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MLB.com Columnist

Richard Justice

Whoever wins, four-game slate can't be beat

Whoever wins, four-game slate can't be beat

Whoever wins, four-game slate can't be beat

If this isn't the best day of baseball, it will do until a better one comes along. This is the day baseball delivers four postseason games stretched over about a 12-hour period. Every pitch matters, so there will be tension and pressure and all that good stuff.

Welcome to October.

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So prepare to be surprised, thrilled, disappointed, optimistic and maybe even angry. And that is just in that first game.

This is the month that will change the way we think about some players. Some may have their finest hour, others their most bitter disappointment.

But that is part of the deal, too.

Nothing is guaranteed, not even for teams like the Dodgers and the Red Sox, who have looked like the best teams in their leagues for months.

The Braves may have something to say about that assessment.

Or the Rays.

Or the Tigers.

Some players live for this time of the year. As Hall of Famer Kirby Puckett once yelled to his teammates before a postseason game, "Jump on my back, boys."

Puckett has had plenty of company through the years. George Brett was not going to let the Royals lose in 1985.

He simply wasn't, and you can look it up.

Remember Chris Carpenter? Two years ago when the Cardinals got to Game 7 against the Rangers, they didn't think he was going to let them lose.

Josh Beckett was like that for the Marlins in 2003.

Derek Jeter has always had some of the right stuff, too.

These four games Friday all have distinctive plot lines, beginning with the first one, at 1 p.m. ET on MLB Network. That's the Pirates and the Cardinals playing Game 2 of their NL Division Series series at Busch Stadium.

The Pirates will be a game from elimination if they lose after getting beat by the Cardinals, 9-1, on Thursday in Game 1. But they are handing the baseball to their young ace, Gerrit Cole, the 23-year-old right-hander who made his Major League debut June 11 and was his team's best pitcher down the stretch, going 4-0 with a 1.69 ERA in September.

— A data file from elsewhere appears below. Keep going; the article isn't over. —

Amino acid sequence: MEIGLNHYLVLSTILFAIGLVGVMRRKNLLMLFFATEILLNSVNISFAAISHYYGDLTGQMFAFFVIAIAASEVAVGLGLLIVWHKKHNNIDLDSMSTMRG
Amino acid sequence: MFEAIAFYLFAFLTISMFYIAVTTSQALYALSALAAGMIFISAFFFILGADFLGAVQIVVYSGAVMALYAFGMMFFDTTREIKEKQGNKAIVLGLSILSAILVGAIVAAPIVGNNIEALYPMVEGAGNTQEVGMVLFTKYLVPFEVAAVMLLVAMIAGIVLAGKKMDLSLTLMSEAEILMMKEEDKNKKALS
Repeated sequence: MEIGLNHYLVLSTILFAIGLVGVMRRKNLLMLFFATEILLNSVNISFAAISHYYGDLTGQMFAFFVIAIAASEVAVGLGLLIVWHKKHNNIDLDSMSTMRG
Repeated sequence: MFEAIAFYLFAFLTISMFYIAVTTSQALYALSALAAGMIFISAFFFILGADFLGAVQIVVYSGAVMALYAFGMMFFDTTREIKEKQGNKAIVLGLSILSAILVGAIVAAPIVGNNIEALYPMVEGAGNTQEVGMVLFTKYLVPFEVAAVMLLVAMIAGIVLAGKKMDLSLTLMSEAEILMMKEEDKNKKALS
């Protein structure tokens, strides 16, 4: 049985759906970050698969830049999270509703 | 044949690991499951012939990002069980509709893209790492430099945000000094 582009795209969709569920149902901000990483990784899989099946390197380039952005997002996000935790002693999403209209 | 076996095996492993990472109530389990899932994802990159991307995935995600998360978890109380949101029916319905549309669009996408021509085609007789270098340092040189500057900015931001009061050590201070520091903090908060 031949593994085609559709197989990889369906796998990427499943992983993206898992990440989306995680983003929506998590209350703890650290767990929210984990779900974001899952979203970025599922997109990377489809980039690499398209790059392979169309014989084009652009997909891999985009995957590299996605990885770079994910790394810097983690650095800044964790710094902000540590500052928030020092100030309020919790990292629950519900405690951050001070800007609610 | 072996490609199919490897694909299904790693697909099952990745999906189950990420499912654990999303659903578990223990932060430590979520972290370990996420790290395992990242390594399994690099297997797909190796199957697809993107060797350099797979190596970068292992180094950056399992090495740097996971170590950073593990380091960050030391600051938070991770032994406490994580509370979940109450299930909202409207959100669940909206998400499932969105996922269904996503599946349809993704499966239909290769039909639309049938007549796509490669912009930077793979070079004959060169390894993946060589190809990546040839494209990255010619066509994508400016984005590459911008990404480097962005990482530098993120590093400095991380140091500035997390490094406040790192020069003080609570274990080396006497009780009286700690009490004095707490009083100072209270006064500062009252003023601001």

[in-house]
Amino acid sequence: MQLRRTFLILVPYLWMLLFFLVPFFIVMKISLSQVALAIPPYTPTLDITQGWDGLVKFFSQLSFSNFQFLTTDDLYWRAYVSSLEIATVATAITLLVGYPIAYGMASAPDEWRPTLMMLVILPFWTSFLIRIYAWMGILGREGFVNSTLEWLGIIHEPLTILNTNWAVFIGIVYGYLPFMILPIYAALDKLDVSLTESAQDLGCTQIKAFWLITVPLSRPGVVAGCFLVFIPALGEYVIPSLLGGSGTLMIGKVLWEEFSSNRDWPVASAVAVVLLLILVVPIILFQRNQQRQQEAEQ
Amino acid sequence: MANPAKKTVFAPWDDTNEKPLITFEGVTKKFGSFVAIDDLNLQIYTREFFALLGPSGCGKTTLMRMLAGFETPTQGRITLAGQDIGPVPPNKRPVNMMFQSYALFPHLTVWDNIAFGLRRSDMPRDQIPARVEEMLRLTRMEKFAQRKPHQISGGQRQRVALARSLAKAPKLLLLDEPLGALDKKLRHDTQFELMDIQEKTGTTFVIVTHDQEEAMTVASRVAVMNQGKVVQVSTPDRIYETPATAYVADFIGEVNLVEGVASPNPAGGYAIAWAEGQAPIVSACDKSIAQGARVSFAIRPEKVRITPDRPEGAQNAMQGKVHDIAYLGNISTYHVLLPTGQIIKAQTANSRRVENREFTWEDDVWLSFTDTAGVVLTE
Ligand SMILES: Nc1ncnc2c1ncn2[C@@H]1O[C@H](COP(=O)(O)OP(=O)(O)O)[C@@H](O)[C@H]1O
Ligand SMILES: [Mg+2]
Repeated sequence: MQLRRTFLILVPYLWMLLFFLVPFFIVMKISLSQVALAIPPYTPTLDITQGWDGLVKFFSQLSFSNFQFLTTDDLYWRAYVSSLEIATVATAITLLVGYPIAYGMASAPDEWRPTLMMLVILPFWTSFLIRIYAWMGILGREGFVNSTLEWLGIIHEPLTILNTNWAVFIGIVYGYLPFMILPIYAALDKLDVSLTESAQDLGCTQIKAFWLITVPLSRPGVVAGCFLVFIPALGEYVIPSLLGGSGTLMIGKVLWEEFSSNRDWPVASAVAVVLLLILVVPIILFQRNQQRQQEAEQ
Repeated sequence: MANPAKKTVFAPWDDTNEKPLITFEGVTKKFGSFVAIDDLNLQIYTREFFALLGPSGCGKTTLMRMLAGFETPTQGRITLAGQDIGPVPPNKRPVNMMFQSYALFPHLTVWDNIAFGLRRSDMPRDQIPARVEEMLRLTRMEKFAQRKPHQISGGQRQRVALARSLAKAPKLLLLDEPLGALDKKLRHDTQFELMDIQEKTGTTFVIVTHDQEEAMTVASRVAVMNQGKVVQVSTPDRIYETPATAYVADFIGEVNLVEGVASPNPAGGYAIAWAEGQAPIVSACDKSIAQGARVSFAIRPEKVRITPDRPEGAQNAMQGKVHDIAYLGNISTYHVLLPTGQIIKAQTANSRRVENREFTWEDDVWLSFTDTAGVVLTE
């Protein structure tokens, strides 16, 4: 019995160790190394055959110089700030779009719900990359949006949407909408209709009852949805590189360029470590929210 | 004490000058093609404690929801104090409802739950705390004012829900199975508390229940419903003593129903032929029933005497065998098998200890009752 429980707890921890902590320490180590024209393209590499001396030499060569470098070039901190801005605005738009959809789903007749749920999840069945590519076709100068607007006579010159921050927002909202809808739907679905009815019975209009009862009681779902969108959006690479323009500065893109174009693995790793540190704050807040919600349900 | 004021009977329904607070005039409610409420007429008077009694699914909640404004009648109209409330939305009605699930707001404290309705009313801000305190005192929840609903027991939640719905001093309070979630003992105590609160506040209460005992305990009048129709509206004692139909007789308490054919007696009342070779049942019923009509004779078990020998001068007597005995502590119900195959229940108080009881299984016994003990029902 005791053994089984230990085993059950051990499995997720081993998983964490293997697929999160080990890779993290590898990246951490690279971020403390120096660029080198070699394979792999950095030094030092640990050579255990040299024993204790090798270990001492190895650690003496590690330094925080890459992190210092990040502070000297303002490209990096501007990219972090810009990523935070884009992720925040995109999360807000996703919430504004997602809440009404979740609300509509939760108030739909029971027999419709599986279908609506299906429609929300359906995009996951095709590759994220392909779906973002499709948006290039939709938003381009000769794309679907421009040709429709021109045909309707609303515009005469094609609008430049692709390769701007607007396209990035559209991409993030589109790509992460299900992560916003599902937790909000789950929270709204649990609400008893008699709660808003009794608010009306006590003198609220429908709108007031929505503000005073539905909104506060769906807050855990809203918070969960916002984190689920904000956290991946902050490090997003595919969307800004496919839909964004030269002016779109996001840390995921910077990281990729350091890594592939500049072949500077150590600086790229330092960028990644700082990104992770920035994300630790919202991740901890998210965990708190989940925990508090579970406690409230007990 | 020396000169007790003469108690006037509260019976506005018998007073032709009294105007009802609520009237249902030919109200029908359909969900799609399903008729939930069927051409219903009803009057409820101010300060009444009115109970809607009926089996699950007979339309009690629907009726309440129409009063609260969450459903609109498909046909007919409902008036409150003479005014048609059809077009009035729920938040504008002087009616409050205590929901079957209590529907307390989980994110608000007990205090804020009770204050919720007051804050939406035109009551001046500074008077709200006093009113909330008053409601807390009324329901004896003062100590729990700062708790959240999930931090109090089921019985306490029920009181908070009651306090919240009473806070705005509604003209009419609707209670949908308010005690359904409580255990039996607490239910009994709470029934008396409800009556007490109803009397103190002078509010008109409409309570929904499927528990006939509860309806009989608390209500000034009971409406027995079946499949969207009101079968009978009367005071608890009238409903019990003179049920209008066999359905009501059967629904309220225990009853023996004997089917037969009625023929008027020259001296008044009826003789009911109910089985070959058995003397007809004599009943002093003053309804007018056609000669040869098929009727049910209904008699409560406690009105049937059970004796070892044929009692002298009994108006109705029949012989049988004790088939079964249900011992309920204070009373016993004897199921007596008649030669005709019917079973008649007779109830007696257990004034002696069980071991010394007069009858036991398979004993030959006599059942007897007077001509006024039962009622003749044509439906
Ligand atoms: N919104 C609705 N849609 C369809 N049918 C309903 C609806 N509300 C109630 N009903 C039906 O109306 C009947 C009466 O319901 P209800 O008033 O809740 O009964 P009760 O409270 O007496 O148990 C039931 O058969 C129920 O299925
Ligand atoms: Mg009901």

Regardless of what happens Friday, the Pirates believe Cole will be one of the anchors of their rotation for years to come. If he comes close to pitching as well as he has most of this season, the Pirates have plenty of reason to feel confident.

Two hours after those teams get started, the Rays and the Red Sox will play Game 1 of their AL Division Series on TBS. One of the storylines in this one is that Boston's Game 1 starter, left-hander Jon Lester, has had a huge bounceback season, going from 9-14 in 2012 to 15-8 in 2013.

Even the most optimistic Red Sox fans probably did not think Lester would have such a stunning turnaround in such a short period of time. Lester said he went home after last season, cleared his mind and went to work.

This is a fascinating series because the Red Sox have had four days off and, beyond that, clinched the American League East two weeks ago. Meanwhile, the Rays needed a 10-2 run to get to this game.

"We're not tired," Rays manager Joe Maddon said.

The Dodgers and the Braves will play Game 2 of their NLDS at 6 p.m. ET on TBS. The Dodgers are favored by many to win their first National League pennant in 25 years in large part because of Zack Greinke and Clayton Kershaw at the front of their rotation.

Greinke starts Game 2 after a spectacular regular season that ended with him allowing 10 earned runs in his last 10 starts. The Dodgers were 22-6 with him on the mound this season.

Finally, the Tigers and the A's will play their Game 1 at 9:30 p.m. ET on TBS in a repeat of a terrific series that went the distance last season. Before the first pitch is thrown, these might be the two most evenly matched teams in the postseason.

The A's have a deep, talented pitching staff, one of the few that can match up with Max Scherzer, Justin Verlander and Anibal Sanchez. Oakland's starter will be 40-year-old Bartolo Colon, who won 18 games and allowed more than three runs in just four of his 30 starts.

General manager Billy Beane originally signed Colon to show his young pitchers about mound presence, poise and getting by without great stuff. Colon has done all of that while also being one of baseball's most consistent starters.

So do you see how good it is going to be? Put your work day on hold right after lunch and enjoy. It is the world's greatest game at its October best.

Richard Justice is a columnist for MLB.com. Read his blog, Justice4U. This story was not subject to the approval of Major League Baseball or its clubs.

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